What makes Mr. Gjelten’s book such a standout is its quality of subjectivity. Presenting his history through the lives of people who affected the events they personally experienced and were in turn affected by them, he gives us drama, not chronology or statistics. Sometimes he dutifully draws back to provide necessary commercial detail about Bacardi, and at those moments the book risks dwindling into a standard business history of a little company and how it grew.
But Mr. Gjelten always returns to the individual family members for a fresh burst of narrative energy. Two, one influential in the 19th century, the other in the 20th, are particularly extraordinary: Emilio Bacardi Moreau, a son of the founder, who risked his business and his life for the cause of Cuban independence, and José (Pepín) Bosch, who led the company for a quarter-century and who first backed Mr. Castro, then became one of his most determined, and most powerful, enemies.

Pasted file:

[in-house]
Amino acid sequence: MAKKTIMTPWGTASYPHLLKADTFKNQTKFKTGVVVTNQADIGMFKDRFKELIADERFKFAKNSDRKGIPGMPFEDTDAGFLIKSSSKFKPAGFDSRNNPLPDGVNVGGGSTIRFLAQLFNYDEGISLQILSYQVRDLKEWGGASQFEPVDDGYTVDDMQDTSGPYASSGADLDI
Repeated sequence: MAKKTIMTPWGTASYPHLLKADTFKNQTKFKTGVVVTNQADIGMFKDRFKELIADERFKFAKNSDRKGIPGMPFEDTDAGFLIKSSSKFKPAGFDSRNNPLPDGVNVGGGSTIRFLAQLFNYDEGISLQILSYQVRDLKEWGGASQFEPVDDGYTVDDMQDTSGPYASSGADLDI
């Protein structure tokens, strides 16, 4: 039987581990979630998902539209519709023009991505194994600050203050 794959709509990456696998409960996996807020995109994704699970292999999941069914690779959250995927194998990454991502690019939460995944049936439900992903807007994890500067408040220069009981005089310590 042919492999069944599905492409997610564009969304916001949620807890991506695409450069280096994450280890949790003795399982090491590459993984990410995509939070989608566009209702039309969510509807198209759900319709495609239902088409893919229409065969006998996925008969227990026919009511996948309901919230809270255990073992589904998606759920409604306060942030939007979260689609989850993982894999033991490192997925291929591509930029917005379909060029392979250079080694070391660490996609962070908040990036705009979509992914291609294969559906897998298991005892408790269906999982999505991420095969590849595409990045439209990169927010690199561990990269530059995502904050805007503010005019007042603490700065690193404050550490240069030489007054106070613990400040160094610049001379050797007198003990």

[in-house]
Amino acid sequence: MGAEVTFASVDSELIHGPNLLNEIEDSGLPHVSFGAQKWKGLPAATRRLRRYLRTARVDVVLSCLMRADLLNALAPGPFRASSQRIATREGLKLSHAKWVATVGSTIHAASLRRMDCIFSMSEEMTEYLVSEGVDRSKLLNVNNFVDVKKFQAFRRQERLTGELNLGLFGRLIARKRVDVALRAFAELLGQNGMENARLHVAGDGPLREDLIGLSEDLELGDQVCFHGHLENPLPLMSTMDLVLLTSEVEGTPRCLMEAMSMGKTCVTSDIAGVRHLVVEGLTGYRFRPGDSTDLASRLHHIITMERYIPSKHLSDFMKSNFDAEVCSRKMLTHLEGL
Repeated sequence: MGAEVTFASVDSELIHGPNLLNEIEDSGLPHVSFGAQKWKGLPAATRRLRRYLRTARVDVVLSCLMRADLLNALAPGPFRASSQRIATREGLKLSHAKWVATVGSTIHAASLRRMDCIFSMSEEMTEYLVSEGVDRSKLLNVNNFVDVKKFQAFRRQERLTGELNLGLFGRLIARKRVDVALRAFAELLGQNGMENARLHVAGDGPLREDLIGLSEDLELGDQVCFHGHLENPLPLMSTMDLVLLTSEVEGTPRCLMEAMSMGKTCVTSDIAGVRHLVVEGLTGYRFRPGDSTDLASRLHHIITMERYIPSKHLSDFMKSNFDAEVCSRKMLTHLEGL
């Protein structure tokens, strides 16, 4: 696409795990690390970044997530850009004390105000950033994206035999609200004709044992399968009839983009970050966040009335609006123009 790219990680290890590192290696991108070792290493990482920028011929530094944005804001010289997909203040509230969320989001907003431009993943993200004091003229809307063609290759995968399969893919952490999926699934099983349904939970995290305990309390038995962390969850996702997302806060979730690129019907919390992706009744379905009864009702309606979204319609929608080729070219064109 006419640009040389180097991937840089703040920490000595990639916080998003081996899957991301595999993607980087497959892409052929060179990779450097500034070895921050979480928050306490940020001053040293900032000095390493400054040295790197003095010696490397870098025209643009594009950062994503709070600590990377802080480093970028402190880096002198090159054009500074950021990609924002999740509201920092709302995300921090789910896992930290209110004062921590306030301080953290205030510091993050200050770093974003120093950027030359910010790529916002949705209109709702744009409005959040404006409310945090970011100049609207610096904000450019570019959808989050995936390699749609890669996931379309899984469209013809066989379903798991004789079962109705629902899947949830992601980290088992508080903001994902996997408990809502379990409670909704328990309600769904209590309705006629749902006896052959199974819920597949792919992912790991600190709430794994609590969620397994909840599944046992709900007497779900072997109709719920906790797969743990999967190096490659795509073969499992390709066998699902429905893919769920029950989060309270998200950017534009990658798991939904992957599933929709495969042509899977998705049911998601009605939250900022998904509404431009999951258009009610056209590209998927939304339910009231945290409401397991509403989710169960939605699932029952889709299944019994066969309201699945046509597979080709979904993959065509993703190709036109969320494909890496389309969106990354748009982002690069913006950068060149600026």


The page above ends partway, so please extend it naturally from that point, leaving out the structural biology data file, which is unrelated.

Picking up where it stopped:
The 24-year-old Emilio Bacardi supported the first Cuban war of independence in 1868, and with its failure became an active revolutionary, smuggling arms and raising money for rebels in the hills. He was an abolitionist when the sugar economy of Cuba depended on slavery, a freethinker who questioned Jesus’ divinity, despite the power of the Roman Catholic Church on the island. Twice he was arrested, and spent years in Spanish prisons. Yet he ran a successful business, his rum gaining in popularity and winning medals in international competitions while he fought Spain. He also wrote novels.